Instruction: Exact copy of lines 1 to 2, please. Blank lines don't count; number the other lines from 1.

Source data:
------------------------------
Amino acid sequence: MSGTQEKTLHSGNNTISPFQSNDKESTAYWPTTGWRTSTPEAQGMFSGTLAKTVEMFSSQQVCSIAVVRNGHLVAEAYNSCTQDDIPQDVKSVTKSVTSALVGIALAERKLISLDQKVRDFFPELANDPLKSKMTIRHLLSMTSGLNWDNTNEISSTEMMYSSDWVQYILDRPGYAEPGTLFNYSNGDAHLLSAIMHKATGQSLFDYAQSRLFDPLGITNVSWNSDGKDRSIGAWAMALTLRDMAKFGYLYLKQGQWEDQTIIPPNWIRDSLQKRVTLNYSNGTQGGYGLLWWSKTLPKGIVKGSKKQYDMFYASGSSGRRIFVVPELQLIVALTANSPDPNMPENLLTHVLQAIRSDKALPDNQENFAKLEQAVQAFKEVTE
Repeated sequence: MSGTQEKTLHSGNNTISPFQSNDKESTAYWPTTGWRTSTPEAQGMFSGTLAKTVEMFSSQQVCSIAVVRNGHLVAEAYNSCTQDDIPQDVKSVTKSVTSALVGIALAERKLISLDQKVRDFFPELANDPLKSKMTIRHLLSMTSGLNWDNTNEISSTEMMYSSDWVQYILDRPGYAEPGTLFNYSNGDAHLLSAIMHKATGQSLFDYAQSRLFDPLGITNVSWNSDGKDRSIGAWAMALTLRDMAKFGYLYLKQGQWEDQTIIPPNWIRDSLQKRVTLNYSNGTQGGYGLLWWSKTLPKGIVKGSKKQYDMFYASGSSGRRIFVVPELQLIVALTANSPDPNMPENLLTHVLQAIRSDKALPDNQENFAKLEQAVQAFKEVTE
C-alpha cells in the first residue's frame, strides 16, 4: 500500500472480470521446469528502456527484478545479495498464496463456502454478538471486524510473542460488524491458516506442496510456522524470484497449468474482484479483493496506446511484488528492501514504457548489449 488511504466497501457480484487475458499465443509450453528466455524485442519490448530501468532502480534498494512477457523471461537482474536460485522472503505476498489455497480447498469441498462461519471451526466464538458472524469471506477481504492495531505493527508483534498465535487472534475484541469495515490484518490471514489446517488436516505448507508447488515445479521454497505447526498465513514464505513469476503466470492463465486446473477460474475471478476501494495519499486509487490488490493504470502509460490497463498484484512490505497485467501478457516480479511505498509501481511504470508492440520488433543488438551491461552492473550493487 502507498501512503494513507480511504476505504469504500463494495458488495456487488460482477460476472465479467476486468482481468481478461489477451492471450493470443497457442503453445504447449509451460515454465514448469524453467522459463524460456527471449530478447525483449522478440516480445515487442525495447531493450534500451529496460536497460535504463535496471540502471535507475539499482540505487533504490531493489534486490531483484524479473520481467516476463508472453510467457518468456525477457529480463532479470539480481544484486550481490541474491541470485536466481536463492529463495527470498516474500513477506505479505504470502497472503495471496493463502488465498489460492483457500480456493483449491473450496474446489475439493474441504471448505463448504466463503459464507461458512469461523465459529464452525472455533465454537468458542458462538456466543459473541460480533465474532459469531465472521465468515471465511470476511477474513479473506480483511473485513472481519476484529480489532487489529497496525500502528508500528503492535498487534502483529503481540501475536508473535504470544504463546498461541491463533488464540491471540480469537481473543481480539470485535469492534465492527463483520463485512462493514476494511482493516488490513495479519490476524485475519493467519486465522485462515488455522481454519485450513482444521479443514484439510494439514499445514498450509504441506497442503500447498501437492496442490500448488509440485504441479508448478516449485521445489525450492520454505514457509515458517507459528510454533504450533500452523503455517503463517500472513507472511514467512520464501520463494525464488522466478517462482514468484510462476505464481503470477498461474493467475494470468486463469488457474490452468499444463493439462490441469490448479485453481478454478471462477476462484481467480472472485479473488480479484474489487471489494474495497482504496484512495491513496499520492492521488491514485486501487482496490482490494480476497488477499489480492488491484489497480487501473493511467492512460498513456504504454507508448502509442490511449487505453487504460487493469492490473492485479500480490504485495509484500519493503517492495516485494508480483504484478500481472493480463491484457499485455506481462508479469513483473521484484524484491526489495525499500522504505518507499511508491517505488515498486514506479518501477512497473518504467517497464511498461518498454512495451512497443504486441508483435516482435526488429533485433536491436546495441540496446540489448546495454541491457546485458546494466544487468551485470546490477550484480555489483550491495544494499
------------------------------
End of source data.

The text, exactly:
Amino acid sequence: MSGTQEKTLHSGNNTISPFQSNDKESTAYWPTTGWRTSTPEAQGMFSGTLAKTVEMFSSQQVCSIAVVRNGHLVAEAYNSCTQDDIPQDVKSVTKSVTSALVGIALAERKLISLDQKVRDFFPELANDPLKSKMTIRHLLSMTSGLNWDNTNEISSTEMMYSSDWVQYILDRPGYAEPGTLFNYSNGDAHLLSAIMHKATGQSLFDYAQSRLFDPLGITNVSWNSDGKDRSIGAWAMALTLRDMAKFGYLYLKQGQWEDQTIIPPNWIRDSLQKRVTLNYSNGTQGGYGLLWWSKTLPKGIVKGSKKQYDMFYASGSSGRRIFVVPELQLIVALTANSPDPNMPENLLTHVLQAIRSDKALPDNQENFAKLEQAVQAFKEVTE
Repeated sequence: MSGTQEKTLHSGNNTISPFQSNDKESTAYWPTTGWRTSTPEAQGMFSGTLAKTVEMFSSQQVCSIAVVRNGHLVAEAYNSCTQDDIPQDVKSVTKSVTSALVGIALAERKLISLDQKVRDFFPELANDPLKSKMTIRHLLSMTSGLNWDNTNEISSTEMMYSSDWVQYILDRPGYAEPGTLFNYSNGDAHLLSAIMHKATGQSLFDYAQSRLFDPLGITNVSWNSDGKDRSIGAWAMALTLRDMAKFGYLYLKQGQWEDQTIIPPNWIRDSLQKRVTLNYSNGTQGGYGLLWWSKTLPKGIVKGSKKQYDMFYASGSSGRRIFVVPELQLIVALTANSPDPNMPENLLTHVLQAIRSDKALPDNQENFAKLEQAVQAFKEVTE